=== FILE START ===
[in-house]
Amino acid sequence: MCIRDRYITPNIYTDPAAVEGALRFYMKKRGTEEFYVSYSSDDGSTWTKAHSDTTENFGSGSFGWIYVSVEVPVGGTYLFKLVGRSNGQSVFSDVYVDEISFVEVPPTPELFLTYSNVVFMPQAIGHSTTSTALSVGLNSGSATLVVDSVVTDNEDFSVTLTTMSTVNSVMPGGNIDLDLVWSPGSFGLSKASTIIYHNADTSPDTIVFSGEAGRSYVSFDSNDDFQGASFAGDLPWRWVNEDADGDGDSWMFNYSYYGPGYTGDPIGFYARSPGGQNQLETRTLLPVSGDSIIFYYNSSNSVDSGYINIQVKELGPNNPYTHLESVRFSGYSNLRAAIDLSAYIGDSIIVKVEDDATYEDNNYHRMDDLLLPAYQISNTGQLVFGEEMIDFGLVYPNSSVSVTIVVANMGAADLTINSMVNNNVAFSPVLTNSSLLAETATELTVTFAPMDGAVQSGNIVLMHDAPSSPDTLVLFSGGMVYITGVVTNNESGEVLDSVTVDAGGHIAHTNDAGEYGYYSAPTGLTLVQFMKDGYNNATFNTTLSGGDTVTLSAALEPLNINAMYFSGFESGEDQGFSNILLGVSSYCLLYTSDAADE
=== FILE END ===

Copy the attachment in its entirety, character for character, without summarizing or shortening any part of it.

[in-house]
Amino acid sequence: MCIRDRYITPNIYTDPAAVEGALRFYMKKRGTEEFYVSYSSDDGSTWTKAHSDTTENFGSGSFGWIYVSVEVPVGGTYLFKLVGRSNGQSVFSDVYVDEISFVEVPPTPELFLTYSNVVFMPQAIGHSTTSTALSVGLNSGSATLVVDSVVTDNEDFSVTLTTMSTVNSVMPGGNIDLDLVWSPGSFGLSKASTIIYHNADTSPDTIVFSGEAGRSYVSFDSNDDFQGASFAGDLPWRWVNEDADGDGDSWMFNYSYYGPGYTGDPIGFYARSPGGQNQLETRTLLPVSGDSIIFYYNSSNSVDSGYINIQVKELGPNNPYTHLESVRFSGYSNLRAAIDLSAYIGDSIIVKVEDDATYEDNNYHRMDDLLLPAYQISNTGQLVFGEEMIDFGLVYPNSSVSVTIVVANMGAADLTINSMVNNNVAFSPVLTNSSLLAETATELTVTFAPMDGAVQSGNIVLMHDAPSSPDTLVLFSGGMVYITGVVTNNESGEVLDSVTVDAGGHIAHTNDAGEYGYYSAPTGLTLVQFMKDGYNNATFNTTLSGGDTVTLSAALEPLNINAMYFSGFESGEDQGFSNILLGVSSYCLLYTSDAADE